Just had a sewage consultant in. He actually recommends a simple septic system rather than a complicated sewage treatment system. Less moving parts to fail plus being on a hill with sandy soil, we wouldn't be contaminating the water table. I was intrigued plus it saves us some cash. That does mean we can't do a grey water system as we need the water for the septic system. That would have been the same for a treatment system though. Pity though we're still going for a rainwater collection system that we'll run the loos off of. Nice to have something fun outside of work to engage the brain.

Wednesday, September 19, 2007

Jet Lag

Nothing like a bit of time zone change to make life a bit interesting. I woke up at 3:30 local time. Which when you convert to UK time of 8:30 is positively a lie in. When you consider I went to sleep at 9pm or 2am UK, its not that great.

Its a good time to do email and make phone calls though. A busy boy is not a bored boy...

Monday, September 17, 2007

Gay Paris

LL had a grad school reunion in Paris over the weekend. She went out a few days before, and I brought out the kids for the show and tell. It was an enjoyable, but very tiring weekend. I think the kids enjoyed it too, but we were all shattered by the time we got home last night.

I took them on the Eurostar, which was part of the fun. Then we did a bit of tourist stuff before getting on the bus with everyone for a trip out to a chateau that had been booked for the night. Very posh, and very nice. The weather was perfect plus it had a pool. That was all the kids needed to be happy. Sunshine and water. It didn't hurt that there was a couple other boys the same age they could play with (from Australia, who won the long haul award).

Dinner was superb. It had been organised to put the kids in a seperate room with their own menu. A shame really, the boys would have loved the food we got. Still, they got roast chicken and chips, so weren't exactly unhappy. They stayed up far too late larking about with their new mates while the adults quite noisily sozzled in the next room. It was a good night, but I left LL to a few more glasses while I finally got our exhausted kids to sleep.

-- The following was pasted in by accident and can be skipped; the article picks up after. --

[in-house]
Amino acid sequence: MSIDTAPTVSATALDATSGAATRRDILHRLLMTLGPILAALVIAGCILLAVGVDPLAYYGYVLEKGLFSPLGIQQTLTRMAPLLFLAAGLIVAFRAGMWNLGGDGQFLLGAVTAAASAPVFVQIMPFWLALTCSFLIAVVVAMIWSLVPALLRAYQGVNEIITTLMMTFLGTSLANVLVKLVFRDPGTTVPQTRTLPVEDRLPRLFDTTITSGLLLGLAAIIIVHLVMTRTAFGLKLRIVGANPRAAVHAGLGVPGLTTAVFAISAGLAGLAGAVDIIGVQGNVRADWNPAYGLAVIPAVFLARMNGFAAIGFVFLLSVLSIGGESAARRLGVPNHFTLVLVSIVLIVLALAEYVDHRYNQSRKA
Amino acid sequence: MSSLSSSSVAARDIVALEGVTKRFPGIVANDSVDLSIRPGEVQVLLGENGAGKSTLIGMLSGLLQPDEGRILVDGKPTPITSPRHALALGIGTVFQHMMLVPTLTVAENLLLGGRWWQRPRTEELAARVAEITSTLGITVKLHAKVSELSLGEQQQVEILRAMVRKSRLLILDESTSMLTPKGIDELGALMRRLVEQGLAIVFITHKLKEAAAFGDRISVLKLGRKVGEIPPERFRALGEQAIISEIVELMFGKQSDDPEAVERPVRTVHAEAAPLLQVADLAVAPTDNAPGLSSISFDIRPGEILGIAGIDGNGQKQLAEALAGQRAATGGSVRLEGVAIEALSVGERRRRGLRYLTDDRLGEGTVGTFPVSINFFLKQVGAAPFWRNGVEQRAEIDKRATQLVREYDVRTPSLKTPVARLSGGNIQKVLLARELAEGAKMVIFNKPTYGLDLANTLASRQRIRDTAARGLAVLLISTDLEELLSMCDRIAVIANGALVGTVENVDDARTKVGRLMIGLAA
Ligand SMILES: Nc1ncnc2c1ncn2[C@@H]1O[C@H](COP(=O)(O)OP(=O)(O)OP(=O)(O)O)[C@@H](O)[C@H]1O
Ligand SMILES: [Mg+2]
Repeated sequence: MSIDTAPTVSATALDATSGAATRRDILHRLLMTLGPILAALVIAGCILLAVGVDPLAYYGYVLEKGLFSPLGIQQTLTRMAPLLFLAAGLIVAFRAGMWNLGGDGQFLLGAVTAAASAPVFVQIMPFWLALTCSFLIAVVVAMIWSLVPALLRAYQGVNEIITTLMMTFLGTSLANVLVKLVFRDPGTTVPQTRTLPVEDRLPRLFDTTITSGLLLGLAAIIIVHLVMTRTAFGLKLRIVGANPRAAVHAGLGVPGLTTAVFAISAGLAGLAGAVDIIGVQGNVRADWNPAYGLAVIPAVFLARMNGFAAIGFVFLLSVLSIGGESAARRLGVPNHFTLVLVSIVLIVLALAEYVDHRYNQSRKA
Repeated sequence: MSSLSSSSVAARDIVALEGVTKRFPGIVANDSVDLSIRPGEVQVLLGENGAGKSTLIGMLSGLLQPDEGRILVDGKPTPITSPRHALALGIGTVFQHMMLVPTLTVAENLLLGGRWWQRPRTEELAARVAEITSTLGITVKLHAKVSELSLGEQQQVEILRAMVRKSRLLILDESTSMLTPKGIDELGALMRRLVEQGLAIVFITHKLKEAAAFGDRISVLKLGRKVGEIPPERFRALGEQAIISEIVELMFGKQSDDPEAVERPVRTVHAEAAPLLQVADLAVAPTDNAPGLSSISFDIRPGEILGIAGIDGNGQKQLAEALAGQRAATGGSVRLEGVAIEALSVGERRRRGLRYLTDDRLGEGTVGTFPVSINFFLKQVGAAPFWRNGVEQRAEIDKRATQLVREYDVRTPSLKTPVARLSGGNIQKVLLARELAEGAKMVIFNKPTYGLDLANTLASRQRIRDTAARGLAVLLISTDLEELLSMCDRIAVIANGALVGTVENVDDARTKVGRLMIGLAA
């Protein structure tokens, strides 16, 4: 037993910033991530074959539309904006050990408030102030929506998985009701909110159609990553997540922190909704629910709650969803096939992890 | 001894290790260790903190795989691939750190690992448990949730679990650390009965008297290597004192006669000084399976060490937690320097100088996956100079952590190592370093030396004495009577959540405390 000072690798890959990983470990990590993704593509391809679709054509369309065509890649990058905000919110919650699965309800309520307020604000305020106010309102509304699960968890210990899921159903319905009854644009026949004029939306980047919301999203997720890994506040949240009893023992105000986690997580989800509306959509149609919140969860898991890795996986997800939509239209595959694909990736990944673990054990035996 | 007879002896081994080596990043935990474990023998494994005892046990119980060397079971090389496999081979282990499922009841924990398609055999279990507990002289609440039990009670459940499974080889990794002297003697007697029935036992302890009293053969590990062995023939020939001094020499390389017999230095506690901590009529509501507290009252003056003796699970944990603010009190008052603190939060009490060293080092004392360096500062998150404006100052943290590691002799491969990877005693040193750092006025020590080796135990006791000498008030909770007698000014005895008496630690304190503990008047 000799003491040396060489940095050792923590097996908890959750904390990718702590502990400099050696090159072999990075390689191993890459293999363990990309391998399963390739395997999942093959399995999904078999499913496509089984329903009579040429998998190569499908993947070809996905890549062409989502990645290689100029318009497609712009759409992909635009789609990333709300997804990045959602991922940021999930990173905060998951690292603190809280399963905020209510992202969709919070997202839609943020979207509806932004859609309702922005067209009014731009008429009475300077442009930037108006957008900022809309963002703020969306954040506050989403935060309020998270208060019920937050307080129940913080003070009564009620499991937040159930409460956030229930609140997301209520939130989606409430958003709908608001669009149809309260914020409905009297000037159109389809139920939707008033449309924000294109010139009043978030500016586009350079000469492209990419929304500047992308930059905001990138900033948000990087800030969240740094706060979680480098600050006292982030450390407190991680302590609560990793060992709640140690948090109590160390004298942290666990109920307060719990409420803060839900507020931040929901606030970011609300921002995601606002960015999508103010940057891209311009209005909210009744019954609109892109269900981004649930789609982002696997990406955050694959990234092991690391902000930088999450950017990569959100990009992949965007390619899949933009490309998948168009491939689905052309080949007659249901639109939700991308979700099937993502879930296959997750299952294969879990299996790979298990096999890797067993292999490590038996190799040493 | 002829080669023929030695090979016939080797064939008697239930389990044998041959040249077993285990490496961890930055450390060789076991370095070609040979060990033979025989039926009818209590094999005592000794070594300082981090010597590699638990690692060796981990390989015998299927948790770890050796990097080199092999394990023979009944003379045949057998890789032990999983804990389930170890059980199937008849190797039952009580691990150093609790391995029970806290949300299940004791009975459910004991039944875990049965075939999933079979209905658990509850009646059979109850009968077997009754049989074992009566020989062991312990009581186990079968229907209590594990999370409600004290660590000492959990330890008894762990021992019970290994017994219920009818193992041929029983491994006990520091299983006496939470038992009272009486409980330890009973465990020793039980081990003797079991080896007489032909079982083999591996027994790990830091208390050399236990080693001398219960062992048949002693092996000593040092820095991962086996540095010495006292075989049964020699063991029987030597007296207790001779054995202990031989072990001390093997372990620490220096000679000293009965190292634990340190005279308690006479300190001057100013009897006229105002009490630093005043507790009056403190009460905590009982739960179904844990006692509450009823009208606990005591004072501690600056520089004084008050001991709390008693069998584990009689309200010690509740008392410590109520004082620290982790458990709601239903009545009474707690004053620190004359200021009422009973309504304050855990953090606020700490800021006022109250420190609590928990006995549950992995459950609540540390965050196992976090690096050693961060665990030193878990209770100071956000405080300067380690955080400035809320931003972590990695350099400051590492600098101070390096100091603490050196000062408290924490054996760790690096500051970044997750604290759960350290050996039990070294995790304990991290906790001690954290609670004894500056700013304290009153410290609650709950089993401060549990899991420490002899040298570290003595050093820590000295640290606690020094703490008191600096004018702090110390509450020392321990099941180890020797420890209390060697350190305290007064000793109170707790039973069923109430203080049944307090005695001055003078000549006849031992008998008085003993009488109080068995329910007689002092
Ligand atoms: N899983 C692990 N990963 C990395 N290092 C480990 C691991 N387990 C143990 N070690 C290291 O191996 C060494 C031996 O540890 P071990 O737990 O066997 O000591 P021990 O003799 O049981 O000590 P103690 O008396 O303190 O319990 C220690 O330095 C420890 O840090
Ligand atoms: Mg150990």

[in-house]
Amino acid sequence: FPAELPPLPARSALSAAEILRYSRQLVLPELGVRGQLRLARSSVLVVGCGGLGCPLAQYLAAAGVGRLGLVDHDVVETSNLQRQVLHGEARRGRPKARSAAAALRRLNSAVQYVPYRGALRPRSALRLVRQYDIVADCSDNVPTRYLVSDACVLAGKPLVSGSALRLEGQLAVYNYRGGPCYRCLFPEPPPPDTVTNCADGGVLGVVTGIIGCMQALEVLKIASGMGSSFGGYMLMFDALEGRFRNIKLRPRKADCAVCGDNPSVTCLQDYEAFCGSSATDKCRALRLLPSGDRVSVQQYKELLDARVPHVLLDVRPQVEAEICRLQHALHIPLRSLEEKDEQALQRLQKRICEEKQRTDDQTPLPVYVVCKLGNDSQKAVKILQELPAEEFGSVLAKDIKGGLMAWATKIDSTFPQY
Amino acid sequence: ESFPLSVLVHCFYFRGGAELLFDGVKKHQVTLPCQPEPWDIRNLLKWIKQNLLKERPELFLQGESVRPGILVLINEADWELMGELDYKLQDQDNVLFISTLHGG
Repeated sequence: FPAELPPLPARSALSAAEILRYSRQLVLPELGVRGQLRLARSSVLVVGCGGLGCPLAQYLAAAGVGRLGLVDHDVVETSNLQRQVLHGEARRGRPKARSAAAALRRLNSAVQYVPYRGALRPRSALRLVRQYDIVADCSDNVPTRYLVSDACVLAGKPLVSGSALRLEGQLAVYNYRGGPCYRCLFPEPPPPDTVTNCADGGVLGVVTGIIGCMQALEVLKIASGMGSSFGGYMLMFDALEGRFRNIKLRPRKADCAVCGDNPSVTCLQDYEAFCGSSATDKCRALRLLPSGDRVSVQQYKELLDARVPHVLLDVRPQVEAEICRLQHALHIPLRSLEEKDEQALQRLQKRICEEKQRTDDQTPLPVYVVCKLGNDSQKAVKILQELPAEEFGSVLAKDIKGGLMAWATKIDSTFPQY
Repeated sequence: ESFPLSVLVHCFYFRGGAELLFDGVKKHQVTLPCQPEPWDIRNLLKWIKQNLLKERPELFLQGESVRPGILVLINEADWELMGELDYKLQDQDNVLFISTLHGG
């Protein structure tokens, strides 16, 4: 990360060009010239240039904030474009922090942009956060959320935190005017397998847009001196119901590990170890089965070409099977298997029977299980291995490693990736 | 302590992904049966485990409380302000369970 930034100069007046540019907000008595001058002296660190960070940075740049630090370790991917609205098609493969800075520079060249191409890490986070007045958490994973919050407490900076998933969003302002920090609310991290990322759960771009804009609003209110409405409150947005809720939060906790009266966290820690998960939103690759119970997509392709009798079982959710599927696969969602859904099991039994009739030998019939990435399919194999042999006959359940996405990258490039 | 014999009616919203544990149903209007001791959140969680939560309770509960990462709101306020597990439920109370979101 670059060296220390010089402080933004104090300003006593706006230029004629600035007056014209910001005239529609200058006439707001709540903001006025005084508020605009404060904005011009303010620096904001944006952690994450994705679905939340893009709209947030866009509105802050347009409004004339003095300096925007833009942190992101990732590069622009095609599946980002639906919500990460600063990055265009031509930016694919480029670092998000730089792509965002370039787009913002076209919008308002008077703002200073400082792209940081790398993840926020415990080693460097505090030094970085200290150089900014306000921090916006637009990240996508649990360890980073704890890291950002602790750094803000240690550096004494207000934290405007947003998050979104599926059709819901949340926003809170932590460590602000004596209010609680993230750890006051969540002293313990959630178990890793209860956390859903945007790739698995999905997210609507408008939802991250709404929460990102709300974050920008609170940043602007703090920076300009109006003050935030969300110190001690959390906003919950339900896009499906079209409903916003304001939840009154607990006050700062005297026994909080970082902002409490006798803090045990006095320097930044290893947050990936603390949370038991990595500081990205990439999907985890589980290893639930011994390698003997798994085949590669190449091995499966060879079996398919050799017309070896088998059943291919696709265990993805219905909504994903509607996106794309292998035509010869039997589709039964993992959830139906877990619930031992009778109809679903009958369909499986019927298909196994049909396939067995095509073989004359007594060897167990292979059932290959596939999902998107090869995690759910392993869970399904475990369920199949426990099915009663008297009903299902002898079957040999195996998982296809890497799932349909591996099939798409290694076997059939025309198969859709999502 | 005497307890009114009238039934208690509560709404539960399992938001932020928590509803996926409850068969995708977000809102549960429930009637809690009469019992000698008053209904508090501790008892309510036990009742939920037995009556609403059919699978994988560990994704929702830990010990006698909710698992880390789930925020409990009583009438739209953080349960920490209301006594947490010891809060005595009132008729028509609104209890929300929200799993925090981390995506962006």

Breakfast was equally good. The boys love croisant and jam, plus a nice batch of scrambled eggs. Then back to the pool for the morning until it was time to pack up and head back to paris. We had a bit of time to kill to did the Louvre and took them to see the necessaries ("Leonardo de what?" Will likely go down in family history as a favourite quote to wheel out and embaress the children).

Back on the train, a battle on the M25 to get home, and the weekend was done. Like I said, fun, but tiring. Now I'm in the fine fine town of Boston to enlighten the benighted natives on the intricacies of Search Optimisation... I leed such a life...

Friday, September 14, 2007

The joys of jetsetting

Last Monday = London
Last Tuesday = Weisbaden
Last Wednesday = Gutersloh
Yesterday = Copenhagen
Today = Home
Tomorrow = Paris
Next Monday = Boston
Next Wednesday = Seattle
Next Saturday = Vancouver

The Boy = Exhausted

I often meet people, who on describing what I do, respond enviously that it must be nice to have such a jetsetting lifestyle. If I'm honest, there are some perks. I get to eat many interesting meals. However, I also get to eat many horrid meals (the joys of German industrial canteens), sleep in numerous different, and often uncomfortable beds, have no social life outside of forced events with business colegues who will never make the jump to being "friends", and spend far to much time in airport security queues and badly air conditioned lounges.